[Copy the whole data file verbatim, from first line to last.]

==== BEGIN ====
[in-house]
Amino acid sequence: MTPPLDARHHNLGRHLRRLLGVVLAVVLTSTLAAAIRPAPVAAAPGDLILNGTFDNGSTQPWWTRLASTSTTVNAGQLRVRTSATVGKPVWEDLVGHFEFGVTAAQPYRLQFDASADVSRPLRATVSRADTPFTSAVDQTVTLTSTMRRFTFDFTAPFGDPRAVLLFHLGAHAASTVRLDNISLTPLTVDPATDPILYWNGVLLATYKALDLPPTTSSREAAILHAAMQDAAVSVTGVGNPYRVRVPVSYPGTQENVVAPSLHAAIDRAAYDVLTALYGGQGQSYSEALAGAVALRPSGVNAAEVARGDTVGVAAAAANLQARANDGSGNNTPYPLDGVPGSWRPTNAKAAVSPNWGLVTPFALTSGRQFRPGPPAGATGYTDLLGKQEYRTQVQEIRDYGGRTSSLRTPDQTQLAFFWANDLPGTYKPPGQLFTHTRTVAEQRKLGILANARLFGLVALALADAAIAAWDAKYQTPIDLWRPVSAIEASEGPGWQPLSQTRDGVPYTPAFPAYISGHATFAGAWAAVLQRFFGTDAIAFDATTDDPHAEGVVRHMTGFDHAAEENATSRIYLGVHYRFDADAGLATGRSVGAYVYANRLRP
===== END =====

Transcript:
[in-house]
Amino acid sequence: MTPPLDARHHNLGRHLRRLLGVVLAVVLTSTLAAAIRPAPVAAAPGDLILNGTFDNGSTQPWWTRLASTSTTVNAGQLRVRTSATVGKPVWEDLVGHFEFGVTAAQPYRLQFDASADVSRPLRATVSRADTPFTSAVDQTVTLTSTMRRFTFDFTAPFGDPRAVLLFHLGAHAASTVRLDNISLTPLTVDPATDPILYWNGVLLATYKALDLPPTTSSREAAILHAAMQDAAVSVTGVGNPYRVRVPVSYPGTQENVVAPSLHAAIDRAAYDVLTALYGGQGQSYSEALAGAVALRPSGVNAAEVARGDTVGVAAAAANLQARANDGSGNNTPYPLDGVPGSWRPTNAKAAVSPNWGLVTPFALTSGRQFRPGPPAGATGYTDLLGKQEYRTQVQEIRDYGGRTSSLRTPDQTQLAFFWANDLPGTYKPPGQLFTHTRTVAEQRKLGILANARLFGLVALALADAAIAAWDAKYQTPIDLWRPVSAIEASEGPGWQPLSQTRDGVPYTPAFPAYISGHATFAGAWAAVLQRFFGTDAIAFDATTDDPHAEGVVRHMTGFDHAAEENATSRIYLGVHYRFDADAGLATGRSVGAYVYANRLRP